we will prove that this is wrong. The reason peering does not come up when using
loopbacks is that BGP is checking if it is directly connected or not. We take a
look at a BGP packet sent when using the disable-connected-check.

We clearly see that the TTL is 1 but the session still comes up. This proves
that is is not TTL that is expiring when peering to loopbacks!

R1#sh bgp all sum
For address family: IPv4 Unicast
BGP router identifier 1.1.1.1, local AS number 1
BGP table version is 9, main routing table version 9
2 network entries using 240 bytes of memory
2 path entries using 104 bytes of memory
3/2 BGP path/bestpath attribute entries using 372 bytes of memory
1 BGP AS-PATH entries using 24 bytes of memory
0 BGP route-map cache entries using 0 bytes of memory
0 BGP filter-list cache entries using 0 bytes of memory
Bitfield cache entries: current 1 (at peak 2) using 32 bytes of memory
BGP using 772 total bytes of memory
BGP activity 5/3 prefixes, 5/3 paths, scan interval 60 secs

Neighbor        V    AS MsgRcvd MsgSent   TblVer  InQ OutQ Up/Down  State/PfxRcd
2.2.2.2         4     2      83      80        9    0    0 00:02:45        1

Finally I want to bring up another disadvantage of using the ebgp-multihop
command when peering between directly connected routers using loopbacks.
We have a peering between R2 and R3. What happens when we shutdown the
interface on either router?

R2(config-router)#int f1/0
R2(config-if)#sh
R2(config-if)#
%OSPF-5-ADJCHG: Process 1, Nbr 3.3.3.3 on FastEthernet1/0 from FULL to DOWN, Neighbor Down: Interface down or detached
R2(config-if)#
%LINK-5-CHANGED: Interface FastEthernet1/0, changed state to administratively down
%LINEPROTO-5-UPDOWN: Line protocol on Interface FastEthernet1/0, changed state to down
R2(config-if)#do sh bgp ipv4 uni
BGP table version is 11, local router ID is 2.2.2.2
Status codes: s suppressed, d damped, h history, * valid, > best, i - internal,
              r RIB-failure, S Stale
Origin codes: i - IGP, e - EGP, ? - incomplete

   Network          Next Hop            Metric LocPrf Weight Path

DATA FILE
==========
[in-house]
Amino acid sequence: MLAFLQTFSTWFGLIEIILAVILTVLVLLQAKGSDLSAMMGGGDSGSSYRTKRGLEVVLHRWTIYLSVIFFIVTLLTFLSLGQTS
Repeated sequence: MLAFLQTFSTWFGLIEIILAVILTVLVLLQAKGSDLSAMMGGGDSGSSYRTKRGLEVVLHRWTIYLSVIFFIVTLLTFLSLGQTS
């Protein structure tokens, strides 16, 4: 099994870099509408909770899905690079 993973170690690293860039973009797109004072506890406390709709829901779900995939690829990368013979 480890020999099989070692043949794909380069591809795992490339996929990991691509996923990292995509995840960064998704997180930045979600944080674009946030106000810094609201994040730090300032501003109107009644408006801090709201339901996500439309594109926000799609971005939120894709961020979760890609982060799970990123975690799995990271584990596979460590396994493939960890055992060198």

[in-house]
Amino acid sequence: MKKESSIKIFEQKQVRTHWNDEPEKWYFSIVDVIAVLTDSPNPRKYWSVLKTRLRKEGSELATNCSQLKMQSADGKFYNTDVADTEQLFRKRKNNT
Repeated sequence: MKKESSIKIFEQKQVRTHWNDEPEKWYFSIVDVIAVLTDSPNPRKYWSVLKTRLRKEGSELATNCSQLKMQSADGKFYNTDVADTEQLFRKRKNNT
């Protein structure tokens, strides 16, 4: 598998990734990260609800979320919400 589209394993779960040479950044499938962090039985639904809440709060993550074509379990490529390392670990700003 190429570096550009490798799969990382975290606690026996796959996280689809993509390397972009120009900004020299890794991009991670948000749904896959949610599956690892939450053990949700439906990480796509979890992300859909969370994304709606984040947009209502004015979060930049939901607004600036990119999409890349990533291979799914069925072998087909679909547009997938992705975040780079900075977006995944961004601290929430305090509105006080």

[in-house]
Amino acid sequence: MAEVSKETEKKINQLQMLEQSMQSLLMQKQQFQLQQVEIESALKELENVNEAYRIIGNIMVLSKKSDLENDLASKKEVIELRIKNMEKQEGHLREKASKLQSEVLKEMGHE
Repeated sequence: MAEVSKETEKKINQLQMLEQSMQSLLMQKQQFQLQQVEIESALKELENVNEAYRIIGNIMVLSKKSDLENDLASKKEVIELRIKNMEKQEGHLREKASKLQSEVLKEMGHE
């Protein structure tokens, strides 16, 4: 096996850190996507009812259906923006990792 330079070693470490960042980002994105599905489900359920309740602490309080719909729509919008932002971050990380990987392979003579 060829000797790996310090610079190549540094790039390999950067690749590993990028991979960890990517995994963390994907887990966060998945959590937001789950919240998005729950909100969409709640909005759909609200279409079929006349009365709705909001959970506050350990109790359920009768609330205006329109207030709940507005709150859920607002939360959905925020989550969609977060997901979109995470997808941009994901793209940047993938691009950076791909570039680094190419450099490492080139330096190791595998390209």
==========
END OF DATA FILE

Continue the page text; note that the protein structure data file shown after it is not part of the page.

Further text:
*  33.33.33.33/32   3.3.3.3                  0             0 3 i

When we shutdown the interface the peering still stays up. This is because when using
ebgp-multihop the fast-external-fallover feature can not be used at the same time. This could
lead to blackholes since the peering stays up until the hold time expires (180s). In our
case we have no valid next-hop but what if we put in a default route?

R2(config)#ip route 0.0.0.0 0.0.0.0 12.12.12.1
R2(config)#int f1/0
R2(config-if)#sh
R2(config-if)#do
%OSPF-5-ADJCHG: Process 1, Nbr 3.3.3.3 on FastEthernet1/0 from FULL to DOWN, Neighbor Down: Interface down or detached
R2(config-if)#do
%LINK-5-CHANGED: Interface FastEthernet1/0, changed state to administratively down
%LINEPROTO-5-UPDOWN: Line protocol on Interface FastEthernet1/0, changed state to down
R2(config-if)#do sh bgp ipv4 uni
BGP table version is 12, local router ID is 2.2.2.2
Status codes: s suppressed, d damped, h history, * valid, > best, i - internal,
              r RIB-failure, S Stale
Origin codes: i - IGP, e - EGP, ? - incomplete

   Network          Next Hop            Metric LocPrf Weight Path
*> 33.33.33.33/32   3.3.3.3                  0             0 3 i
R2(config-if)#do sh bgp ipv4 uni
BGP table version is 12, local router ID is 2.2.2.2
Status codes: s suppressed, d damped, h history, * valid, > best, i - internal,
              r RIB-failure, S Stale
Origin codes: i - IGP, e - EGP, ? - incomplete